In this film, we follow a Tibetan Buddhist monk, Tenzin Zopa, as he searches to find the child who is the reincarnation of his recently deceased spiritual master. High-ranking monks and expert astrologers determine where the ‘unmistaken child’ will likely be found, and Tenzin Zopa sets off on mission.
The story is a true life religious quest, a modern odyssey that’s as profoundly meaningful and inherently mysterious as those tales telling of the search for, say, the Holy Grail.
In Unmistaken Child, however, we know from the start that the search will be successful, and we can just settle in and observe events and contemplate the Tibetan way of life in remote regions where people live pretty much as they did centuries ago.
Thanks to filmmaker Nati Baratz, we are welcomed inside mountain huts and monasteries where few Westerners have traveled.
While we’re contemplating the Tibetan outlook, it’s natural to wonder how Baratz, an Israeli Jew, came to spend six years of his life making a film about a Tibetan monk, reincarnation and the ‘unmistaken child.‘
Baratz tells me that he’d gone to Nepal to make quite a different film, a documentary about a group of Tibetan Jews. A lost tribe of Tibetan Jews.
Touched By A Monk
But Baratz became refocused when he and his wife attended a lecture given by Tenzin Zopa, who at the conclusion of his talk asked everyone to pray for the location of the reincarnation of Geshe Lama Konghog, the recently deceased teacher to whom he’d been a disciple since he was a young boy.
"Tenzin really touched me in a profound way,” says BARATZ. “He has a huge heart, and he’s very smart. And when I heard that he’s looking for the reincarnation of his master, I thought this is a movie I must make.
I was obsessed with the idea. I couldn't even sleep. I went to Tenzin and I said that I really respect him, but I don't know how I feel about reincarnation, and I really want to make this movie, I must make this movie about his trying to find the child.
But he said I had to ask Rinpoche for permission. Then it took four months of just waiting while they thought about it and found out everything about me--really checked me out. I even passed their astrology check.
Eventually, they gave me permission. Even then, it took time to build trust. It took Tenzin three months before he was willing to put on his neck mike. But after four or five months more, he started to call me ‘my brother.’
MERIN: How long were you following Tenzin?
BARATZ: The filming was five and a half years.
BARATZ: It was a long process because it took that long to find the child. The first time we see the child in the film, he’s one and a half years old. By the end of the film, he’s four and a half and now he’s six years old.
A Reel Look At Reincarnation
MERIN: Do you believe in the reincarnation?
BARATZ: I don't like to answer this question, because it seems pretentious for me--from the outside--to say anything about it. And I think it doesn't matter what I believe. The point is that Tenzin believes it. And I didn't make the film for that reason--but because I wanted to bring Tenzin to people, to let them see how he is. I think they can learn so much just from watching Tenzin, and seeing his maturation process in the film.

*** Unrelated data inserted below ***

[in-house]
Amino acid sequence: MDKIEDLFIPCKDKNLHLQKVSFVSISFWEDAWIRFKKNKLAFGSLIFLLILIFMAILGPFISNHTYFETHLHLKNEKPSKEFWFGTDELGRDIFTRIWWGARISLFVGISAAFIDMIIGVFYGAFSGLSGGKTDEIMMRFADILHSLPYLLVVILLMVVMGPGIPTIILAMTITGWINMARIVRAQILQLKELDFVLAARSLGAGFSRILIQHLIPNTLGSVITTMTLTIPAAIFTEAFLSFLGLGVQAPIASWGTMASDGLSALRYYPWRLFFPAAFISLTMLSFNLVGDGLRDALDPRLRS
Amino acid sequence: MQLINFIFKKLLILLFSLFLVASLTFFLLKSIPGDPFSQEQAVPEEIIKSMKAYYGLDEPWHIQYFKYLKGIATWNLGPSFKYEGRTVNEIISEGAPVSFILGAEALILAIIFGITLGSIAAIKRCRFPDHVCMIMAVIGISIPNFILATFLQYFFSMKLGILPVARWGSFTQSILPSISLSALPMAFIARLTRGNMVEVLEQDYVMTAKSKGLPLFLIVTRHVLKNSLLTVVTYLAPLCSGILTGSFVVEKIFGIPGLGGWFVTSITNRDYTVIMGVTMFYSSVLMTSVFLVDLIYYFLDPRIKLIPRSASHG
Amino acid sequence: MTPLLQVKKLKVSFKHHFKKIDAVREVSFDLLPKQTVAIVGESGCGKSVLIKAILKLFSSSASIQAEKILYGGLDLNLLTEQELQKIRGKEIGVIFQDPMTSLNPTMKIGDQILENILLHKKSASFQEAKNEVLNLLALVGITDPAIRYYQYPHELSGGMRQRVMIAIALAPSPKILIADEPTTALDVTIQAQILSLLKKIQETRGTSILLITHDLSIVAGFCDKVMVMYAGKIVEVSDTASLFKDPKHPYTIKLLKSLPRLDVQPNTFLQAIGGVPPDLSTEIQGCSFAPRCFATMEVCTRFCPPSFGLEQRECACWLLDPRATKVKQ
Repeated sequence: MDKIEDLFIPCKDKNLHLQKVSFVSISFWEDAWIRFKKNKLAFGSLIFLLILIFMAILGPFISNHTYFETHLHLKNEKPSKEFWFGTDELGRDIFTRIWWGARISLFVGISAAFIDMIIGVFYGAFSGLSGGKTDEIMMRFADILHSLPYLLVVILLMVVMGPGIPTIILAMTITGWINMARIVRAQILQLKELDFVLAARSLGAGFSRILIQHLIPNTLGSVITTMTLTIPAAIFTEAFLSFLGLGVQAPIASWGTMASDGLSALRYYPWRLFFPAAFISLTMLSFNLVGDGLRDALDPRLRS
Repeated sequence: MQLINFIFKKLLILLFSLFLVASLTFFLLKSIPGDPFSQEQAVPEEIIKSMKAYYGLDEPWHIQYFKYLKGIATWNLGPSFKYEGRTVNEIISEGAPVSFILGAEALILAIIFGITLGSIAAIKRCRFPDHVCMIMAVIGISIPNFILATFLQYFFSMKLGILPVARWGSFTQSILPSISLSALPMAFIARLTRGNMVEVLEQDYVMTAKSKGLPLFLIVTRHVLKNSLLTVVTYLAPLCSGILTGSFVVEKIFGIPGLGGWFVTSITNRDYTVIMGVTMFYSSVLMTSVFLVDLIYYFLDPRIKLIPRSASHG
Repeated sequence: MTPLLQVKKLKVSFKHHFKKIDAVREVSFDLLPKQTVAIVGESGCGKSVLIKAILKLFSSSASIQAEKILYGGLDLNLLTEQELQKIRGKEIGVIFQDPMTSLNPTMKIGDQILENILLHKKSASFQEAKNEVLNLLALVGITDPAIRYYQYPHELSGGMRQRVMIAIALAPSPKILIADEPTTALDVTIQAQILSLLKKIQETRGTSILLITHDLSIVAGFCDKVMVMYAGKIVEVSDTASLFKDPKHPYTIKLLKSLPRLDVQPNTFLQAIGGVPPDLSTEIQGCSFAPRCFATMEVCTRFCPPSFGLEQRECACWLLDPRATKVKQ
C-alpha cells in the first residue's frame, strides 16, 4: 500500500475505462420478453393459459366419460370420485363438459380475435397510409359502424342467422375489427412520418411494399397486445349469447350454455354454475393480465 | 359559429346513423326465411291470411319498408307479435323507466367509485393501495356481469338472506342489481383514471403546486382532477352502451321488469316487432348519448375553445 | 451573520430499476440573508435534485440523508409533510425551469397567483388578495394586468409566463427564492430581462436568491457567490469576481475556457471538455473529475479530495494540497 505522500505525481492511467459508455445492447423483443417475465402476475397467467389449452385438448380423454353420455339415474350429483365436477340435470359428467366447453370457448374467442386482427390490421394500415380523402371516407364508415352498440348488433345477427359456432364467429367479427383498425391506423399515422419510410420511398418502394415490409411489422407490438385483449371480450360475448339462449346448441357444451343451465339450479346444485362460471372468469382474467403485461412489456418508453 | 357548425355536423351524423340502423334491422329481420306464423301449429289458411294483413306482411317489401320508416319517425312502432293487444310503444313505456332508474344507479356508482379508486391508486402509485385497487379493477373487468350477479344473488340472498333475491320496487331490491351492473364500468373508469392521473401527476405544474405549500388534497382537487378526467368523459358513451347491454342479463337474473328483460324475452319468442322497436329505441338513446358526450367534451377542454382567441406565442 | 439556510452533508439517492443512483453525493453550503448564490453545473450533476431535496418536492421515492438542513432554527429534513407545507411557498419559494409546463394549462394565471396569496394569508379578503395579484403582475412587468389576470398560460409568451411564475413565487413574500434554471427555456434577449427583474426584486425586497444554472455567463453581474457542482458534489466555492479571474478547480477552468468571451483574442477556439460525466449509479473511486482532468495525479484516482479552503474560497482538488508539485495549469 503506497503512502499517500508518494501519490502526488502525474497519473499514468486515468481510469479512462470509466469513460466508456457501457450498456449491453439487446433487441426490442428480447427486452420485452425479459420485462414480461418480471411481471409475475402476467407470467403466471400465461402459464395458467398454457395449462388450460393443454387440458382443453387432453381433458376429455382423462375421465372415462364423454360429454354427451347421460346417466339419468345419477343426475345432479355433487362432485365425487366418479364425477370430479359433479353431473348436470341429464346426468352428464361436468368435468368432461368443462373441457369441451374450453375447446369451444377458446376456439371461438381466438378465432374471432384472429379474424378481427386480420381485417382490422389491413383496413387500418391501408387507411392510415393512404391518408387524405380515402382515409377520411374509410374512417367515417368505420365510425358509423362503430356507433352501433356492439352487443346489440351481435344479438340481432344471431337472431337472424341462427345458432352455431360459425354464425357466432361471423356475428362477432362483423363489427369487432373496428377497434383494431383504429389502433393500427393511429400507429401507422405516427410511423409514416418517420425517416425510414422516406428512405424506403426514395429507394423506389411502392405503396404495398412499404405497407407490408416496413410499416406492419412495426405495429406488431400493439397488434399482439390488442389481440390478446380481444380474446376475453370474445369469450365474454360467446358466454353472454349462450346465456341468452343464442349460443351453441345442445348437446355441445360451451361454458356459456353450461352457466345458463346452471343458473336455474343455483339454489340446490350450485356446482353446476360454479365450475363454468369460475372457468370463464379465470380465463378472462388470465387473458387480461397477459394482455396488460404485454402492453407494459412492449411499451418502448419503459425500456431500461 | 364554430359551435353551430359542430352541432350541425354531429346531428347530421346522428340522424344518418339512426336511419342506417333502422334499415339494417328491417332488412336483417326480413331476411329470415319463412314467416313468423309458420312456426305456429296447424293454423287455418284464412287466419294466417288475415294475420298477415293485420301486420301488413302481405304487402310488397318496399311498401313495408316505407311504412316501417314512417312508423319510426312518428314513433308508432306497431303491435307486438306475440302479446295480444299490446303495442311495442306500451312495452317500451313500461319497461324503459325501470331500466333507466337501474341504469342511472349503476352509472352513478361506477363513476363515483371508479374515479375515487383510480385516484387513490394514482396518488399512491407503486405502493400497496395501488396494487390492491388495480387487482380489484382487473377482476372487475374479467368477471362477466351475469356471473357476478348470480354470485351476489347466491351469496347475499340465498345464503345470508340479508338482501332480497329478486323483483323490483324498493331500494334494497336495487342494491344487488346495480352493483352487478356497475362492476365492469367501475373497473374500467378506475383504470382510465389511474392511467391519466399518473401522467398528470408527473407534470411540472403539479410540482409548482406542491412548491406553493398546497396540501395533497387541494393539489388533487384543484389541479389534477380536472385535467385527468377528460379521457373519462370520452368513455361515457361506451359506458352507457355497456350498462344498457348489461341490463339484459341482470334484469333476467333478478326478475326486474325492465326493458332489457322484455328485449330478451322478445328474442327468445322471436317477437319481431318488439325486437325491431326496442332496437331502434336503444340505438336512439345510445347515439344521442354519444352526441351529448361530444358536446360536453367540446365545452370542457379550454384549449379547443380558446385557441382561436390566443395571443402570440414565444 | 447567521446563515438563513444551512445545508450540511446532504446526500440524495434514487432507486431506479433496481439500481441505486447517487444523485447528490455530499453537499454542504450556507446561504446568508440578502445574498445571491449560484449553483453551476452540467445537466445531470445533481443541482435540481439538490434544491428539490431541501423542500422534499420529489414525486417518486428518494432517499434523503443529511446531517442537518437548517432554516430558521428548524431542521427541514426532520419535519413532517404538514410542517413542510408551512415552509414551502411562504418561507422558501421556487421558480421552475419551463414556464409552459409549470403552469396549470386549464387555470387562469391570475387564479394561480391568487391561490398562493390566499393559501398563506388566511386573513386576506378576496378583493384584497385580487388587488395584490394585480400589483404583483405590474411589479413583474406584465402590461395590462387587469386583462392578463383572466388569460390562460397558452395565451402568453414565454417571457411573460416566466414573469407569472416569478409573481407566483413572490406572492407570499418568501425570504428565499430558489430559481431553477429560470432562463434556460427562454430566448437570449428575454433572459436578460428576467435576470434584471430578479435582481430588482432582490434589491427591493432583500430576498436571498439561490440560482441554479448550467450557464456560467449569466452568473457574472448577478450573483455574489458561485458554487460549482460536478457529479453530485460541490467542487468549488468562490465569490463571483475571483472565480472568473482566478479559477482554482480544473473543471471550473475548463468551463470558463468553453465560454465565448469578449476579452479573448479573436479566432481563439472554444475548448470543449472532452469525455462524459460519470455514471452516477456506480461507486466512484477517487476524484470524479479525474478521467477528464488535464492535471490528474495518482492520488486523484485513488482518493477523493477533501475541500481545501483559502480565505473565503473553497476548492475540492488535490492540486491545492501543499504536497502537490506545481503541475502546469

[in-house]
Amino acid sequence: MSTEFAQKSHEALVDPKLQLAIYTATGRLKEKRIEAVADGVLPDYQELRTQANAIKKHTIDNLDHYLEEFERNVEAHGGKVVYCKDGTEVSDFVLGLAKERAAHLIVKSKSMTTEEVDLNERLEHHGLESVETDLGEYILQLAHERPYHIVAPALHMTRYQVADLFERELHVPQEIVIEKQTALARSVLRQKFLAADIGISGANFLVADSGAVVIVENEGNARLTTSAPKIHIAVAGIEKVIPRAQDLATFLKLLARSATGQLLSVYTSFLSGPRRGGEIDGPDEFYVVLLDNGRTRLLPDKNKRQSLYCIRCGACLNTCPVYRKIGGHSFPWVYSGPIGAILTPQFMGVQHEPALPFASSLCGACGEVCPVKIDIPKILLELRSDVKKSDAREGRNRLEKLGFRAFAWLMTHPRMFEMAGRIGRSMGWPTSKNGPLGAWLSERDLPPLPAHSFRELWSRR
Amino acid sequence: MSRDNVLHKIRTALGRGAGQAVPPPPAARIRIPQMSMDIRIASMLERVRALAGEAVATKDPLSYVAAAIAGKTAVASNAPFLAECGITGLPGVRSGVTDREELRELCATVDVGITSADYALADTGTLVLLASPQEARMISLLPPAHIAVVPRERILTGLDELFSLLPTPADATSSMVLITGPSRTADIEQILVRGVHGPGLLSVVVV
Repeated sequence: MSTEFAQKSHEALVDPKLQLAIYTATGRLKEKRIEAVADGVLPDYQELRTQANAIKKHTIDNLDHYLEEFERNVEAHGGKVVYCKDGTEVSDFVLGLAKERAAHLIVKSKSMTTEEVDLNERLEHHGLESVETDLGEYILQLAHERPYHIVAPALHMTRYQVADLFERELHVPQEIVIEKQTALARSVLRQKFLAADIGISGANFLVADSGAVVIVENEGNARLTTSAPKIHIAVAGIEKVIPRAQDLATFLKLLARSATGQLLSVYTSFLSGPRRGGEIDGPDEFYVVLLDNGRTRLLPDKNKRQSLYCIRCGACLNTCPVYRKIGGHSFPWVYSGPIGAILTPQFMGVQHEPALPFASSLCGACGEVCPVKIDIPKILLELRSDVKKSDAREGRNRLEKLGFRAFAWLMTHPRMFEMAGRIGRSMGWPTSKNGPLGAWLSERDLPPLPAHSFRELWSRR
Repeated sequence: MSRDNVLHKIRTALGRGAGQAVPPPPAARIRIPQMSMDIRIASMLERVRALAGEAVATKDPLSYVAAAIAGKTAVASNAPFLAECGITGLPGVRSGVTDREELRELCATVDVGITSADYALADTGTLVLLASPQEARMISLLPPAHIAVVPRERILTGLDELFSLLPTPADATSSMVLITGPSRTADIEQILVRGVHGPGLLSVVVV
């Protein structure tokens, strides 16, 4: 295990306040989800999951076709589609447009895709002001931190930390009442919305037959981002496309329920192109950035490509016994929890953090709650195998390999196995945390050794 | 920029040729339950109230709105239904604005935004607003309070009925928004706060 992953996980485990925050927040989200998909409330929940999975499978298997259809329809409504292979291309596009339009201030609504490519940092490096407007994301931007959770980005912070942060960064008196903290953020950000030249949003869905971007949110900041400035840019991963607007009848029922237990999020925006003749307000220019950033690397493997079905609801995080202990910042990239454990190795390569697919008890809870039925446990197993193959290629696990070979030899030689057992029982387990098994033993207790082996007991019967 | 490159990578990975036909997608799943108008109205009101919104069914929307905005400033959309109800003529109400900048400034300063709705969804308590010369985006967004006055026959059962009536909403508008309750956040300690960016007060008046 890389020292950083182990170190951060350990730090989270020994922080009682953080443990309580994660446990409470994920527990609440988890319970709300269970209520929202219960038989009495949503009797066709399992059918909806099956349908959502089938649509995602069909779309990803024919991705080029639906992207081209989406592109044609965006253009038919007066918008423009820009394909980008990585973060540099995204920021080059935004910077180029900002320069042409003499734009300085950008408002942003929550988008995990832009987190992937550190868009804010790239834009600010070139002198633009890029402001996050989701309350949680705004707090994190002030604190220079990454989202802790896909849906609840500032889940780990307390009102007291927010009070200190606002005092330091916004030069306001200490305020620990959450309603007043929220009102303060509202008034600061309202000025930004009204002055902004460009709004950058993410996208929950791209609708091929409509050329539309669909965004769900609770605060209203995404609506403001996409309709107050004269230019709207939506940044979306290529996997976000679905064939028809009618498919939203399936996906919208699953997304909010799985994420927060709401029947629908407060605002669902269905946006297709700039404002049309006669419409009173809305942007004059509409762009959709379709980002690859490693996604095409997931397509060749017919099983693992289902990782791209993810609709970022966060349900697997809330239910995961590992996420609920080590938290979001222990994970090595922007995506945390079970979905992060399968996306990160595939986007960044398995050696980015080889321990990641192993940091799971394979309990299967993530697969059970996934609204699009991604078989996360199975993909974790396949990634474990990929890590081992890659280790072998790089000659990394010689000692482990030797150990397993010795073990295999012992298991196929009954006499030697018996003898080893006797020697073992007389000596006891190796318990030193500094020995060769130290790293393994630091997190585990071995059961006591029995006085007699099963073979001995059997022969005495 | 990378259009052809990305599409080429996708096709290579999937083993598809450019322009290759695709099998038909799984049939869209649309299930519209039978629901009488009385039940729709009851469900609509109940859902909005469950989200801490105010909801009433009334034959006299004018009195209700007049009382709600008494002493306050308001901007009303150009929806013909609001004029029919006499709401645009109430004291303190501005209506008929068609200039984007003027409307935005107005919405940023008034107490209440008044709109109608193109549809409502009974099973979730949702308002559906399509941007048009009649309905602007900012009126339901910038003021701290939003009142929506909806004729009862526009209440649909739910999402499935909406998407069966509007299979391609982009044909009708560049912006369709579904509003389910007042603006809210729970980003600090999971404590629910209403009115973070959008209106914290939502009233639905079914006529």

So, the focus was for me not whether they found the reincarnation in the child, but the chance to watch Tenzin, and see how he was changing while he was looking for the child, and when he found the child.
I really want the audience to think for themselves about this, too. I think that’s in keeping with the Buddha’s teachings. He said don't believe what I say, check everything for yourself.
Spiritual Objectivity -- Or Not
MERIN: Well, I sense that in the film, which is very mindful and contemplative. You keep yourself outside of the story and let the audience observe for themselves what is going on. Did the Tibetan Buddhist way of thinking influence you to approach the film that way.
BARATZ: Yes, you could say I was mindful about that. But that’s a hard question because the Tibetan idea about mind and mindfulness is very subtle. It’s not like thinking or intellect. It’s something very special. It‘s hard to understand exactly. And it is what is the reincarnation. It’s a different notion than the soul. I mean, from Tenzin’s perspective, it’s not only that this child can become a great teacher, he is actually the mind of Geshe Lama Konghog, he carries the seeds of his past karma and all the knowledge. It’s the same actual mind. He’s Buddha, from Tenzin‘s point of view.
You give it another interpretation. I give it another interpretation. But I don't feel that I can explain it, or tell people how Tenzin thinks. Or what they should think, or what I think, even. It’s best to just let them observe. I spent five and a half or six years working on this film, and now, in a way, I think it should speak for itself.
MERIN: Yes, I understand that. But, still, you've decided what we see and what we don't see because you're in charge of pointing the camera--and, by the way, the cinematography is exquisite. So even if you're outside the picture, outside the story, you really still influence our point of view. And, when you edit, you further shape the story for us, guide us through it. Unmistaken Child is an amazingly and mindfully unopinionated film, but you can’t say that it’s entirely objective.